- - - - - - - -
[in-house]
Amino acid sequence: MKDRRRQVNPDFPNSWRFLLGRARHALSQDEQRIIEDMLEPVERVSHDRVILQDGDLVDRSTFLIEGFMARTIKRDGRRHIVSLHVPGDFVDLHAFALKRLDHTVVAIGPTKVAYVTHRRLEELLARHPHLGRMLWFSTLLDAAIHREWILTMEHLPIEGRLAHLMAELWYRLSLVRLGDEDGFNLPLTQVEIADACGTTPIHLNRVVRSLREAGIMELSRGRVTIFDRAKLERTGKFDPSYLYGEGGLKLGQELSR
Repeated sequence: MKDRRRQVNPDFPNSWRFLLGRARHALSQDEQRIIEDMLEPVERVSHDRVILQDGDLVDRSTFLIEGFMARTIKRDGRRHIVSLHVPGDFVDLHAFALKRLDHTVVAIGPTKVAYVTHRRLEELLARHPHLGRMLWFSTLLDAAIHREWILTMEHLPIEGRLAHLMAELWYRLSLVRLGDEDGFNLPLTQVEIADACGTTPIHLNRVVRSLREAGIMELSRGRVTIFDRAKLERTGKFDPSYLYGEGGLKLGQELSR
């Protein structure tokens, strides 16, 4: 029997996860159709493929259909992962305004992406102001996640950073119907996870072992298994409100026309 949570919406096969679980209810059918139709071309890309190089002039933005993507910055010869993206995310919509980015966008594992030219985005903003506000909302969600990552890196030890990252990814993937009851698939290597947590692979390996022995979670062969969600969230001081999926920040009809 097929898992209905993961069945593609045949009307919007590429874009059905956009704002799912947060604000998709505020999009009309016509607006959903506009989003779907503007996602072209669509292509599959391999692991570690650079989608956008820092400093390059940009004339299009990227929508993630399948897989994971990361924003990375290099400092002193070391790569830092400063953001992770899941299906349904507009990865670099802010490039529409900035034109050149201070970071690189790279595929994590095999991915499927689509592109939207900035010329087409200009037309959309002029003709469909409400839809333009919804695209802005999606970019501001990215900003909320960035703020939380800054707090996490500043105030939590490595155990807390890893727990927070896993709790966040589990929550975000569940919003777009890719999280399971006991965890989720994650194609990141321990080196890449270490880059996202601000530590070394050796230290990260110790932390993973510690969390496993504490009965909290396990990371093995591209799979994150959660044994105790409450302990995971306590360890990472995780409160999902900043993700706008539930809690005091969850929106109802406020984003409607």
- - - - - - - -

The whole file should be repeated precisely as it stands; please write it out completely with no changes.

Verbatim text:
[in-house]
Amino acid sequence: MKDRRRQVNPDFPNSWRFLLGRARHALSQDEQRIIEDMLEPVERVSHDRVILQDGDLVDRSTFLIEGFMARTIKRDGRRHIVSLHVPGDFVDLHAFALKRLDHTVVAIGPTKVAYVTHRRLEELLARHPHLGRMLWFSTLLDAAIHREWILTMEHLPIEGRLAHLMAELWYRLSLVRLGDEDGFNLPLTQVEIADACGTTPIHLNRVVRSLREAGIMELSRGRVTIFDRAKLERTGKFDPSYLYGEGGLKLGQELSR
Repeated sequence: MKDRRRQVNPDFPNSWRFLLGRARHALSQDEQRIIEDMLEPVERVSHDRVILQDGDLVDRSTFLIEGFMARTIKRDGRRHIVSLHVPGDFVDLHAFALKRLDHTVVAIGPTKVAYVTHRRLEELLARHPHLGRMLWFSTLLDAAIHREWILTMEHLPIEGRLAHLMAELWYRLSLVRLGDEDGFNLPLTQVEIADACGTTPIHLNRVVRSLREAGIMELSRGRVTIFDRAKLERTGKFDPSYLYGEGGLKLGQELSR
């Protein structure tokens, strides 16, 4: 029997996860159709493929259909992962305004992406102001996640950073119907996870072992298994409100026309 949570919406096969679980209810059918139709071309890309190089002039933005993507910055010869993206995310919509980015966008594992030219985005903003506000909302969600990552890196030890990252990814993937009851698939290597947590692979390996022995979670062969969600969230001081999926920040009809 097929898992209905993961069945593609045949009307919007590429874009059905956009704002799912947060604000998709505020999009009309016509607006959903506009989003779907503007996602072209669509292509599959391999692991570690650079989608956008820092400093390059940009004339299009990227929508993630399948897989994971990361924003990375290099400092002193070391790569830092400063953001992770899941299906349904507009990865670099802010490039529409900035034109050149201070970071690189790279595929994590095999991915499927689509592109939207900035010329087409200009037309959309002029003709469909409400839809333009919804695209802005999606970019501001990215900003909320960035703020939380800054707090996490500043105030939590490595155990807390890893727990927070896993709790966040589990929550975000569940919003777009890719999280399971006991965890989720994650194609990141321990080196890449270490880059996202601000530590070394050796230290990260110790932390993973510690969390496993504490009965909290396990990371093995591209799979994150959660044994105790409450302990995971306590360890990472995780409160999902900043993700706008539930809690005091969850929106109802406020984003409607």